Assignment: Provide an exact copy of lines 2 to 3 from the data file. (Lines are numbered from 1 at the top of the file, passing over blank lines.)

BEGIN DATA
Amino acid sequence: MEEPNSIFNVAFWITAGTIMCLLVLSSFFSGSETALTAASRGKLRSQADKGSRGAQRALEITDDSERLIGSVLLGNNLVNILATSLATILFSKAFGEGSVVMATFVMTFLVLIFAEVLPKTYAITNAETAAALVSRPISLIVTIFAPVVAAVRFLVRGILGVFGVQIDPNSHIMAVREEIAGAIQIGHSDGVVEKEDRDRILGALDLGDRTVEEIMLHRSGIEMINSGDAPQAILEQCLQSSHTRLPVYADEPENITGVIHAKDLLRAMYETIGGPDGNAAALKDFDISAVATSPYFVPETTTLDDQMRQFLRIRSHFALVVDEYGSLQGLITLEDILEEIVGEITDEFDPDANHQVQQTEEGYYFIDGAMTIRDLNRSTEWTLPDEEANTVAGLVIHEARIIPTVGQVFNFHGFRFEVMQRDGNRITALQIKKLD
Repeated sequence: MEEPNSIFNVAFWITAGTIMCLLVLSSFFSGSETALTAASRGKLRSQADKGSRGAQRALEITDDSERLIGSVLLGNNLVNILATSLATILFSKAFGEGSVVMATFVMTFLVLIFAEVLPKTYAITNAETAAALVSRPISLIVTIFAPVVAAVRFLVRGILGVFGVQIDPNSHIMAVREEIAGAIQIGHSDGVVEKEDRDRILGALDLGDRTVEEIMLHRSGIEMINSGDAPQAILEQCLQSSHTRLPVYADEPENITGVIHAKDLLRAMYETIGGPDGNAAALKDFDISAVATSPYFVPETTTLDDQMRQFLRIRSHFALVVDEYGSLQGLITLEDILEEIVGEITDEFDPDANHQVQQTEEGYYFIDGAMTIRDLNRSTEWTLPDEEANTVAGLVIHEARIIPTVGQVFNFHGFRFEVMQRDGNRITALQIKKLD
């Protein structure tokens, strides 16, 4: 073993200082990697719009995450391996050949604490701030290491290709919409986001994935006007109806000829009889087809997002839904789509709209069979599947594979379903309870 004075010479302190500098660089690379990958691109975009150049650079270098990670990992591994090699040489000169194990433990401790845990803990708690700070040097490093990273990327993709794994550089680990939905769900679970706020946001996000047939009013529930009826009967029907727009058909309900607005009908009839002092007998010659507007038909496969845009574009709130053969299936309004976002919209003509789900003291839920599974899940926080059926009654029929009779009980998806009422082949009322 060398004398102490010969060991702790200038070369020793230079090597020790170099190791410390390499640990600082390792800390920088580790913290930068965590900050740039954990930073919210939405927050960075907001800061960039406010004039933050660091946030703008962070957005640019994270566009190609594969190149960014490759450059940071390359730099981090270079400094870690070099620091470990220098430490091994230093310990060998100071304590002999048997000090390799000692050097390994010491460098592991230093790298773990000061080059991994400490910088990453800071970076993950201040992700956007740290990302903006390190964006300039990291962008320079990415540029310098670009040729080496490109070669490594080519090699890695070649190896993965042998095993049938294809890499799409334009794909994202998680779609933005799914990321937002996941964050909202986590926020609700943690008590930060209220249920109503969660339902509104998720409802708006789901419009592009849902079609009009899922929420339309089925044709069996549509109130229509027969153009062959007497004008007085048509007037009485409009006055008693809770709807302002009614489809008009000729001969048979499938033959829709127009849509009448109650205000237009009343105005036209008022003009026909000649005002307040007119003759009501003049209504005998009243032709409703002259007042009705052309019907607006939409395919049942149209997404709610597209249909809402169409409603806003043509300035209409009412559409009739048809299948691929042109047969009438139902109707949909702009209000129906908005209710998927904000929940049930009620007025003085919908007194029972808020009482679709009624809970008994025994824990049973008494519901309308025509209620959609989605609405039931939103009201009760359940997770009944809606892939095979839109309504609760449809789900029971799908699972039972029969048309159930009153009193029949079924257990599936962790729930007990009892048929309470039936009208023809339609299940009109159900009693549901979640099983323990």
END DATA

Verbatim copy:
Repeated sequence: MEEPNSIFNVAFWITAGTIMCLLVLSSFFSGSETALTAASRGKLRSQADKGSRGAQRALEITDDSERLIGSVLLGNNLVNILATSLATILFSKAFGEGSVVMATFVMTFLVLIFAEVLPKTYAITNAETAAALVSRPISLIVTIFAPVVAAVRFLVRGILGVFGVQIDPNSHIMAVREEIAGAIQIGHSDGVVEKEDRDRILGALDLGDRTVEEIMLHRSGIEMINSGDAPQAILEQCLQSSHTRLPVYADEPENITGVIHAKDLLRAMYETIGGPDGNAAALKDFDISAVATSPYFVPETTTLDDQMRQFLRIRSHFALVVDEYGSLQGLITLEDILEEIVGEITDEFDPDANHQVQQTEEGYYFIDGAMTIRDLNRSTEWTLPDEEANTVAGLVIHEARIIPTVGQVFNFHGFRFEVMQRDGNRITALQIKKLD
């Protein structure tokens, strides 16, 4: 073993200082990697719009995450391996050949604490701030290491290709919409986001994935006007109806000829009889087809997002839904789509709209069979599947594979379903309870 004075010479302190500098660089690379990958691109975009150049650079270098990670990992591994090699040489000169194990433990401790845990803990708690700070040097490093990273990327993709794994550089680990939905769900679970706020946001996000047939009013529930009826009967029907727009058909309900607005009908009839002092007998010659507007038909496969845009574009709130053969299936309004976002919209003509789900003291839920599974899940926080059926009654029929009779009980998806009422082949009322 060398004398102490010969060991702790200038070369020793230079090597020790170099190791410390390499640990600082390792800390920088580790913290930068965590900050740039954990930073919210939405927050960075907001800061960039406010004039933050660091946030703008962070957005640019994270566009190609594969190149960014490759450059940071390359730099981090270079400094870690070099620091470990220098430490091994230093310990060998100071304590002999048997000090390799000692050097390994010491460098592991230093790298773990000061080059991994400490910088990453800071970076993950201040992700956007740290990302903006390190964006300039990291962008320079990415540029310098670009040729080496490109070669490594080519090699890695070649190896993965042998095993049938294809890499799409334009794909994202998680779609933005799914990321937002996941964050909202986590926020609700943690008590930060209220249920109503969660339902509104998720409802708006789901419009592009849902079609009009899922929420339309089925044709069996549509109130229509027969153009062959007497004008007085048509007037009485409009006055008693809770709807302002009614489809008009000729001969048979499938033959829709127009849509009448109650205000237009009343105005036209008022003009026909000649005002307040007119003759009501003049209504005998009243032709409703002259007042009705052309019907607006939409395919049942149209997404709610597209249909809402169409409603806003043509300035209409009412559409009739048809299948691929042109047969009438139902109707949909702009209000129906908005209710998927904000929940049930009620007025003085919908007194029972808020009482679709009624809970008994025994824990049973008494519901309308025509209620959609989605609405039931939103009201009760359940997770009944809606892939095979839109309504609760449809789900029971799908699972039972029969048309159930009153009193029949079924257990599936962790729930007990009892048929309470039936009208023809339609299940009109159900009693549901979640099983323990």